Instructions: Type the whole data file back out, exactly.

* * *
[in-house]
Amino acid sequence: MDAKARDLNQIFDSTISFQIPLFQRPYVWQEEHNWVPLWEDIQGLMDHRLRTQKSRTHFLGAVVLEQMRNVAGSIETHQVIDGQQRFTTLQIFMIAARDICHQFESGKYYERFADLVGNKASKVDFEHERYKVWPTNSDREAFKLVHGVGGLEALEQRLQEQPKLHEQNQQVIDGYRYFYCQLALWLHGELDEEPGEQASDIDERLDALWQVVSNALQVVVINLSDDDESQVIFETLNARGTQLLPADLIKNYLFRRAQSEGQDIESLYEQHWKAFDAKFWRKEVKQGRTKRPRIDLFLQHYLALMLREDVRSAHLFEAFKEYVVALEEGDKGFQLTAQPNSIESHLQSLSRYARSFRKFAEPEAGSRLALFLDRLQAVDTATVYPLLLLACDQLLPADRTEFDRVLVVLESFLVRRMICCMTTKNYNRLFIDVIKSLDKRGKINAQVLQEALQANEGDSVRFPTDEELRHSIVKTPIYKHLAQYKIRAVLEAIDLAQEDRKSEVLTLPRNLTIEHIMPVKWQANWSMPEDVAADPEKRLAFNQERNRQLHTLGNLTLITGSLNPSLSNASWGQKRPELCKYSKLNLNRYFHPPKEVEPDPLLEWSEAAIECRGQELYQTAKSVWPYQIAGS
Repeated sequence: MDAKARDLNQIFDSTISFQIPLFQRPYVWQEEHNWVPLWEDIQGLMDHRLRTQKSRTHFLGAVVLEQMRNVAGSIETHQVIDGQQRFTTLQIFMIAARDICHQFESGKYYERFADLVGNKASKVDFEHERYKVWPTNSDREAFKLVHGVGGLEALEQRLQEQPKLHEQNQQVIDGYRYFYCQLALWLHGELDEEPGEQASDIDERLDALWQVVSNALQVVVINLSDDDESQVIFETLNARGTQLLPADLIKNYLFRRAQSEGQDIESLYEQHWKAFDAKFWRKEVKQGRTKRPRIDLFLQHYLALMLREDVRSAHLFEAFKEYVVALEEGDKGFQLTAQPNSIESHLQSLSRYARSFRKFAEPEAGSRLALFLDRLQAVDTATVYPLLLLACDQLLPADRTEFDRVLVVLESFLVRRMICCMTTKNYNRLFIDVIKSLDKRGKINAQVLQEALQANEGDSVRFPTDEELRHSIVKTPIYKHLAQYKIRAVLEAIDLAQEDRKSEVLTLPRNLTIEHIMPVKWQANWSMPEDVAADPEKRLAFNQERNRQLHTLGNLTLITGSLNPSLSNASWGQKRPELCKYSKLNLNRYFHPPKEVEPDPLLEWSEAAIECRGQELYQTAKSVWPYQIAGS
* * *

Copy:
[in-house]
Amino acid sequence: MDAKARDLNQIFDSTISFQIPLFQRPYVWQEEHNWVPLWEDIQGLMDHRLRTQKSRTHFLGAVVLEQMRNVAGSIETHQVIDGQQRFTTLQIFMIAARDICHQFESGKYYERFADLVGNKASKVDFEHERYKVWPTNSDREAFKLVHGVGGLEALEQRLQEQPKLHEQNQQVIDGYRYFYCQLALWLHGELDEEPGEQASDIDERLDALWQVVSNALQVVVINLSDDDESQVIFETLNARGTQLLPADLIKNYLFRRAQSEGQDIESLYEQHWKAFDAKFWRKEVKQGRTKRPRIDLFLQHYLALMLREDVRSAHLFEAFKEYVVALEEGDKGFQLTAQPNSIESHLQSLSRYARSFRKFAEPEAGSRLALFLDRLQAVDTATVYPLLLLACDQLLPADRTEFDRVLVVLESFLVRRMICCMTTKNYNRLFIDVIKSLDKRGKINAQVLQEALQANEGDSVRFPTDEELRHSIVKTPIYKHLAQYKIRAVLEAIDLAQEDRKSEVLTLPRNLTIEHIMPVKWQANWSMPEDVAADPEKRLAFNQERNRQLHTLGNLTLITGSLNPSLSNASWGQKRPELCKYSKLNLNRYFHPPKEVEPDPLLEWSEAAIECRGQELYQTAKSVWPYQIAGS
Repeated sequence: MDAKARDLNQIFDSTISFQIPLFQRPYVWQEEHNWVPLWEDIQGLMDHRLRTQKSRTHFLGAVVLEQMRNVAGSIETHQVIDGQQRFTTLQIFMIAARDICHQFESGKYYERFADLVGNKASKVDFEHERYKVWPTNSDREAFKLVHGVGGLEALEQRLQEQPKLHEQNQQVIDGYRYFYCQLALWLHGELDEEPGEQASDIDERLDALWQVVSNALQVVVINLSDDDESQVIFETLNARGTQLLPADLIKNYLFRRAQSEGQDIESLYEQHWKAFDAKFWRKEVKQGRTKRPRIDLFLQHYLALMLREDVRSAHLFEAFKEYVVALEEGDKGFQLTAQPNSIESHLQSLSRYARSFRKFAEPEAGSRLALFLDRLQAVDTATVYPLLLLACDQLLPADRTEFDRVLVVLESFLVRRMICCMTTKNYNRLFIDVIKSLDKRGKINAQVLQEALQANEGDSVRFPTDEELRHSIVKTPIYKHLAQYKIRAVLEAIDLAQEDRKSEVLTLPRNLTIEHIMPVKWQANWSMPEDVAADPEKRLAFNQERNRQLHTLGNLTLITGSLNPSLSNASWGQKRPELCKYSKLNLNRYFHPPKEVEPDPLLEWSEAAIECRGQELYQTAKSVWPYQIAGS